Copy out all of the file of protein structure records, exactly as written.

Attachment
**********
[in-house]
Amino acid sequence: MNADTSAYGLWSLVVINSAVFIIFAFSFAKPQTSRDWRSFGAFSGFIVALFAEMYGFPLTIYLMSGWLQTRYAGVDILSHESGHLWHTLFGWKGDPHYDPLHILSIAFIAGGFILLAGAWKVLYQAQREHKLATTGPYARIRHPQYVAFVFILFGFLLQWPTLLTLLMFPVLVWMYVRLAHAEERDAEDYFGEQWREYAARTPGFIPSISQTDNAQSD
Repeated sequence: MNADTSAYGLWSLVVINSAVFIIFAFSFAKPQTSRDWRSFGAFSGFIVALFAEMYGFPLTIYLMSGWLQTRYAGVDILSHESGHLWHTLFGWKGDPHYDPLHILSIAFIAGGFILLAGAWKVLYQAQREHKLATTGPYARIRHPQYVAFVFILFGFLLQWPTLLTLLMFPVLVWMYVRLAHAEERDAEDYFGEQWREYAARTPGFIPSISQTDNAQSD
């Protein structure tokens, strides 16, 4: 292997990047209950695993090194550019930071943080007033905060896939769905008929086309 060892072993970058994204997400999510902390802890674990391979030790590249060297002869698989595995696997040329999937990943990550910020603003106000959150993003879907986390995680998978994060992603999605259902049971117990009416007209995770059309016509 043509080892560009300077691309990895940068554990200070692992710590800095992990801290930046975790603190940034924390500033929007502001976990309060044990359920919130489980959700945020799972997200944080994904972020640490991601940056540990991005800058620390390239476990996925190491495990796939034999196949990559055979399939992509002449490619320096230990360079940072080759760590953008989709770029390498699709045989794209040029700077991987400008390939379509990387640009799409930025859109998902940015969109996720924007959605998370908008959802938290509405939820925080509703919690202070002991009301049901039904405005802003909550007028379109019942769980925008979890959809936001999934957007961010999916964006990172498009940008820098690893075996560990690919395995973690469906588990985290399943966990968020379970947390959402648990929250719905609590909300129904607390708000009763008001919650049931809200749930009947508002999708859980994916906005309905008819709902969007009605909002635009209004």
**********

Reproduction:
[in-house]
Amino acid sequence: MNADTSAYGLWSLVVINSAVFIIFAFSFAKPQTSRDWRSFGAFSGFIVALFAEMYGFPLTIYLMSGWLQTRYAGVDILSHESGHLWHTLFGWKGDPHYDPLHILSIAFIAGGFILLAGAWKVLYQAQREHKLATTGPYARIRHPQYVAFVFILFGFLLQWPTLLTLLMFPVLVWMYVRLAHAEERDAEDYFGEQWREYAARTPGFIPSISQTDNAQSD
Repeated sequence: MNADTSAYGLWSLVVINSAVFIIFAFSFAKPQTSRDWRSFGAFSGFIVALFAEMYGFPLTIYLMSGWLQTRYAGVDILSHESGHLWHTLFGWKGDPHYDPLHILSIAFIAGGFILLAGAWKVLYQAQREHKLATTGPYARIRHPQYVAFVFILFGFLLQWPTLLTLLMFPVLVWMYVRLAHAEERDAEDYFGEQWREYAARTPGFIPSISQTDNAQSD
């Protein structure tokens, strides 16, 4: 292997990047209950695993090194550019930071943080007033905060896939769905008929086309 060892072993970058994204997400999510902390802890674990391979030790590249060297002869698989595995696997040329999937990943990550910020603003106000959150993003879907986390995680998978994060992603999605259902049971117990009416007209995770059309016509 043509080892560009300077691309990895940068554990200070692992710590800095992990801290930046975790603190940034924390500033929007502001976990309060044990359920919130489980959700945020799972997200944080994904972020640490991601940056540990991005800058620390390239476990996925190491495990796939034999196949990559055979399939992509002449490619320096230990360079940072080759760590953008989709770029390498699709045989794209040029700077991987400008390939379509990387640009799409930025859109998902940015969109996720924007959605998370908008959802938290509405939820925080509703919690202070002991009301049901039904405005802003909550007028379109019942769980925008979890959809936001999934957007961010999916964006990172498009940008820098690893075996560990690919395995973690469906588990985290399943966990968020379970947390959402648990929250719905609590909300129904607390708000009763008001919650049931809200749930009947508002999708859980994916906005309905008819709902969007009605909002635009209004």